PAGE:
Insights

Reflections on Love and Thoms v The Commonwealth

In the recent case of Love and Thoms v Commonwealth [2020] HCA 3, in powerful judgments reminiscent of Mabo v Queensland (No 2), four judges of the High Court declared that Indigenous Australians can never be ‘aliens’ for the purposes of s 51(xix) of the Australian Constitution. In strong dissents, three judges refused to introduce a race-based distinction into the head of power.

The plaintiffs’ argument had two distinct and independent strands. The second, and more creative, strand was that which was ultimately successful, namely, that Indigenous Australians, because they are ab origene, from the very beginning, could not be alien to the Australian political community. The other strand was, in jurisprudential terms, much more incremental.

A paper by Stephen Keim SC, available at this link, examines the arguments before the High Court and the judgments of the Court. It was presented on 3 June 2020 at an online symposium hosted by Monash Law and the Australian Association of Constitutional Law (AACL).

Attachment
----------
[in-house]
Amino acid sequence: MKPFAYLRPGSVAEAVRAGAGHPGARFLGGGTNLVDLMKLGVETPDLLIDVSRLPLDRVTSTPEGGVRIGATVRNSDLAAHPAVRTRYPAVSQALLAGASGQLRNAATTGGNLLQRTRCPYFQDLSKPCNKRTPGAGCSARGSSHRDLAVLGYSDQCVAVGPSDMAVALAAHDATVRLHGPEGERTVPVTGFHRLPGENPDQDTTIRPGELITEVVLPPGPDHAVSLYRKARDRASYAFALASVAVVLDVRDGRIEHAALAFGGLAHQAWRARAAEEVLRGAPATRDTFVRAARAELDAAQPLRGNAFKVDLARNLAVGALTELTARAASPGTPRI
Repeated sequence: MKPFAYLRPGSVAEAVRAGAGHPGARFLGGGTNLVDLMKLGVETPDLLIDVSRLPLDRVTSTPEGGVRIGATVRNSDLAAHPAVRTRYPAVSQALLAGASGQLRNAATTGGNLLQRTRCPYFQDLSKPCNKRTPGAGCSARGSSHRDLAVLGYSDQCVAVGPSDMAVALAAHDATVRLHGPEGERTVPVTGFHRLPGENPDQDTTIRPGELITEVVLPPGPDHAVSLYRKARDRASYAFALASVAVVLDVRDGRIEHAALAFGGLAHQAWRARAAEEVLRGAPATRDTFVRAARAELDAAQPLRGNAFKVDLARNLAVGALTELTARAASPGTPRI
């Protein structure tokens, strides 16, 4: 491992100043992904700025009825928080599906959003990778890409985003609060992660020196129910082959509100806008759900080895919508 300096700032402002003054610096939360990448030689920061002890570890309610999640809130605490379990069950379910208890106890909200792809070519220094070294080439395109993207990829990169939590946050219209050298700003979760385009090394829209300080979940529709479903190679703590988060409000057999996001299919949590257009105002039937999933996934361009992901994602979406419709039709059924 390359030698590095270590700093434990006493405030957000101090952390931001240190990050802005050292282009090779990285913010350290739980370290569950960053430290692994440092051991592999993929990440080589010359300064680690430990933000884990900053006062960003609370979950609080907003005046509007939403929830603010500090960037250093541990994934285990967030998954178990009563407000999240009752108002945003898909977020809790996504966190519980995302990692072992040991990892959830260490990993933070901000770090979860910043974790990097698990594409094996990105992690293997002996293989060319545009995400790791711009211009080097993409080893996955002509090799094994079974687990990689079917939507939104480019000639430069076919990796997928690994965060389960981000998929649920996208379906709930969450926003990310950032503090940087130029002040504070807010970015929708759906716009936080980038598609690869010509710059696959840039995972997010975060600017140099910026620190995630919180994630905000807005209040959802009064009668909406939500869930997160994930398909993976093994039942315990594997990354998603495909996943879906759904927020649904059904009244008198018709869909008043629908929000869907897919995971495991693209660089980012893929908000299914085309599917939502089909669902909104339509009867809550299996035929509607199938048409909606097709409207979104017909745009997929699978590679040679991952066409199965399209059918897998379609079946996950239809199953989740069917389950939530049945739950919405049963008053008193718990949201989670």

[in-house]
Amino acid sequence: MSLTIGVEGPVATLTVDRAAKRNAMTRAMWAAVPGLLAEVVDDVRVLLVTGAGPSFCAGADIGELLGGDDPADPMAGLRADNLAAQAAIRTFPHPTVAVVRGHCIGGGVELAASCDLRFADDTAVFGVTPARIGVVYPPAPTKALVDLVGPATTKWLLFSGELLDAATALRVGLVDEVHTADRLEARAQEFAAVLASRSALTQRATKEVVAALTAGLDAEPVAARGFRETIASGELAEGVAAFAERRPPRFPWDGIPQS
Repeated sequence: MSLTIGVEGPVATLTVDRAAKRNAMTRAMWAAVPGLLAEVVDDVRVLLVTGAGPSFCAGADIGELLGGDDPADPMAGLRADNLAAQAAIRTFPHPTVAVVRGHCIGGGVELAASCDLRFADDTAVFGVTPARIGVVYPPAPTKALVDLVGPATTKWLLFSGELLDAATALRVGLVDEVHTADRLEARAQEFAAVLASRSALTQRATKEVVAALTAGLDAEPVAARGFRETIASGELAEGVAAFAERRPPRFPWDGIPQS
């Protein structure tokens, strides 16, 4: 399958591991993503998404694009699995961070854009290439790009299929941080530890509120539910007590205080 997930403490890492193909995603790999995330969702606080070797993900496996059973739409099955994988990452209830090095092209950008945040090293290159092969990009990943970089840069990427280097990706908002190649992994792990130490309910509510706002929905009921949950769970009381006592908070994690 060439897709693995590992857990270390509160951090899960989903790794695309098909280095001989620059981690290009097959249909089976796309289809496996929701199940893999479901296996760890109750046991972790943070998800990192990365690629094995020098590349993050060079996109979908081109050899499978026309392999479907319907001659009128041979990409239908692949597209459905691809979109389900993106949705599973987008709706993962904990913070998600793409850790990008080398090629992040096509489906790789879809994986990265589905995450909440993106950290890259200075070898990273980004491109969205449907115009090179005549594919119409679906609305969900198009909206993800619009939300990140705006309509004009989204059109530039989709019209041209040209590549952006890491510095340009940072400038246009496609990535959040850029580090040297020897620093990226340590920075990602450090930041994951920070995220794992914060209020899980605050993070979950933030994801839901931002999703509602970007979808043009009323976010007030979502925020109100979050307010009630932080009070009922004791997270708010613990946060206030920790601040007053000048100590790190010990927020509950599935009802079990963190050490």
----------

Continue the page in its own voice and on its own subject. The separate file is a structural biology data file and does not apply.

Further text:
A second paper by Melia Benn, available at this link, was also delivered to the symposium hosted by Monash Law and AACL on 3 June 2020, Mabo Day. Melia is a descendant of the Mamu and Gungangji peoples, and is one of only two Indigenous women at the Queensland bar.

A third paper by Kate Slack and Arron Hartnett, available at this link, was published separately in the Law Society NT journal, Balance, Vol 2, 2020 on 4 June 2020 and the Law Society of the ACT journal, Ethos, Issue 256, Winter 2020, pp 4-9.

A recording of the symposium hosted by Monash Law and the AACL is now available at this link.

 

Stephen Keim SC and Kate Slack

Higgins Chambers

19 June 2020